What Republican challenger Josh Hawley has said: “Judge Kavanaugh is a remarkably qualified nominee for the Supreme Court. I have full confidence he will uphold the Constitution as the people wrote it, not impose his values from the bench. And that’s what the people deserve. The balance of the court turns on this nomination and I applaud the President for his thoughtfulness on this decision. Unfortunately, the deciding vote may well rest with Senator Claire McCaskill – who has been wrong on Supreme Court nominees every single time.”



What Sen. Dean Heller, R-Nev., has said: “Judge Kavanaugh has a record of adherence to the Constitution and has demonstrated a commitment to interpreting the law – not making it. I expect the U.S. Senate to conduct a fair, thorough confirmation process, and I look forward to meeting with the nominee.”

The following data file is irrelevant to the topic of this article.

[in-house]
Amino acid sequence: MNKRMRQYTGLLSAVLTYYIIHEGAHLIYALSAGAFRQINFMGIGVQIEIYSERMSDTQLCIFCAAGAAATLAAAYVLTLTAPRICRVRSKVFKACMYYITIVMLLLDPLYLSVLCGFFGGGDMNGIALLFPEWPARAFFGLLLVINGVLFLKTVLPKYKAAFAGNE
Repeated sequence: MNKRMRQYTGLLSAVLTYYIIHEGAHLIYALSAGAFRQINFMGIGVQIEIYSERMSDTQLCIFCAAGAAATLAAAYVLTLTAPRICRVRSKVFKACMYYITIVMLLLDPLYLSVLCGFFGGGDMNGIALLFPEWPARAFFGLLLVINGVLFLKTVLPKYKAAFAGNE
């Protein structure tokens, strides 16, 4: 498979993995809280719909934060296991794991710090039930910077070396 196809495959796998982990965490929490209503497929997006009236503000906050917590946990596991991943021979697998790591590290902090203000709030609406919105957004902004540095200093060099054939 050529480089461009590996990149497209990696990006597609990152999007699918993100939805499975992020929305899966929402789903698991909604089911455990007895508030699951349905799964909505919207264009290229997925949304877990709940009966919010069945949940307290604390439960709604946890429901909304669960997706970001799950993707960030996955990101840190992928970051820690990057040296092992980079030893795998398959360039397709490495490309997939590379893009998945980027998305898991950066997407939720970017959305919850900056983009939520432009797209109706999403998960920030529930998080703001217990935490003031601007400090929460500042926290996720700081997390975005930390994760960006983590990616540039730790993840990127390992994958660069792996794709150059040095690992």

What Democratic challenger Jacky Rosen has said: “Based on President Trump’s own statements, it’s critical the next Supreme Court justice affirm their belief that the Constitution protects individual liberties – including reproductive rights. I have serious reservations about whether Judge Kavanaugh will meet that standard. Nevadans will be watching closely to see whether Sen. Heller will be an independent voice who will ask these tough questions, or if he will once again bend to his party leaders and rubber stamp another nominee from President Trump.”


North Dakota